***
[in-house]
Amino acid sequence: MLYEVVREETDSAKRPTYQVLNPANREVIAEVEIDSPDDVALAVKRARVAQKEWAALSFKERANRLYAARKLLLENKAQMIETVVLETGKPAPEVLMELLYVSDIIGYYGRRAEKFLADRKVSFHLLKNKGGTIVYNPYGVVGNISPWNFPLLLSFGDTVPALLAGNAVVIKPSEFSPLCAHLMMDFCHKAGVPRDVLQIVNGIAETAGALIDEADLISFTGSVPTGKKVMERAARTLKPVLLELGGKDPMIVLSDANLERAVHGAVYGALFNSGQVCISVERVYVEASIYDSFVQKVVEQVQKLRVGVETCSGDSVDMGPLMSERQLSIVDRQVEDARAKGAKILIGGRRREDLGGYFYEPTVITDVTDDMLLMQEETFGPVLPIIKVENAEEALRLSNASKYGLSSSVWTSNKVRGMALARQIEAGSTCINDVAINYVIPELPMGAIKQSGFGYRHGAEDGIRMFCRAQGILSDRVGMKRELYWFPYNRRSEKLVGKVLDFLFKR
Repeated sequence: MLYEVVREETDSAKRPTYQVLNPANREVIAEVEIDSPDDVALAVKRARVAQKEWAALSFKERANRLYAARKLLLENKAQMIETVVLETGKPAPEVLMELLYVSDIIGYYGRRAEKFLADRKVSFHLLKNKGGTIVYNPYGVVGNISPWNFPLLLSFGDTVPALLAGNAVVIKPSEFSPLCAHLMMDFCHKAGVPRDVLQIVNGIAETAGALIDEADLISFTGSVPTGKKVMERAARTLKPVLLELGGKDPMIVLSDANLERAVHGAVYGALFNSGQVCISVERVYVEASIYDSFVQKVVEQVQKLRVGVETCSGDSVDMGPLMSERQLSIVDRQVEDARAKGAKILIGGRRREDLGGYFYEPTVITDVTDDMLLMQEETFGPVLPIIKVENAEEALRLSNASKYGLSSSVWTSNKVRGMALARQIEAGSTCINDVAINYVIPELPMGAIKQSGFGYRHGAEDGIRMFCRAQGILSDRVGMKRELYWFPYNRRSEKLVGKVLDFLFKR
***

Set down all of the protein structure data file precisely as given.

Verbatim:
[in-house]
Amino acid sequence: MLYEVVREETDSAKRPTYQVLNPANREVIAEVEIDSPDDVALAVKRARVAQKEWAALSFKERANRLYAARKLLLENKAQMIETVVLETGKPAPEVLMELLYVSDIIGYYGRRAEKFLADRKVSFHLLKNKGGTIVYNPYGVVGNISPWNFPLLLSFGDTVPALLAGNAVVIKPSEFSPLCAHLMMDFCHKAGVPRDVLQIVNGIAETAGALIDEADLISFTGSVPTGKKVMERAARTLKPVLLELGGKDPMIVLSDANLERAVHGAVYGALFNSGQVCISVERVYVEASIYDSFVQKVVEQVQKLRVGVETCSGDSVDMGPLMSERQLSIVDRQVEDARAKGAKILIGGRRREDLGGYFYEPTVITDVTDDMLLMQEETFGPVLPIIKVENAEEALRLSNASKYGLSSSVWTSNKVRGMALARQIEAGSTCINDVAINYVIPELPMGAIKQSGFGYRHGAEDGIRMFCRAQGILSDRVGMKRELYWFPYNRRSEKLVGKVLDFLFKR
Repeated sequence: MLYEVVREETDSAKRPTYQVLNPANREVIAEVEIDSPDDVALAVKRARVAQKEWAALSFKERANRLYAARKLLLENKAQMIETVVLETGKPAPEVLMELLYVSDIIGYYGRRAEKFLADRKVSFHLLKNKGGTIVYNPYGVVGNISPWNFPLLLSFGDTVPALLAGNAVVIKPSEFSPLCAHLMMDFCHKAGVPRDVLQIVNGIAETAGALIDEADLISFTGSVPTGKKVMERAARTLKPVLLELGGKDPMIVLSDANLERAVHGAVYGALFNSGQVCISVERVYVEASIYDSFVQKVVEQVQKLRVGVETCSGDSVDMGPLMSERQLSIVDRQVEDARAKGAKILIGGRRREDLGGYFYEPTVITDVTDDMLLMQEETFGPVLPIIKVENAEEALRLSNASKYGLSSSVWTSNKVRGMALARQIEAGSTCINDVAINYVIPELPMGAIKQSGFGYRHGAEDGIRMFCRAQGILSDRVGMKRELYWFPYNRRSEKLVGKVLDFLFKR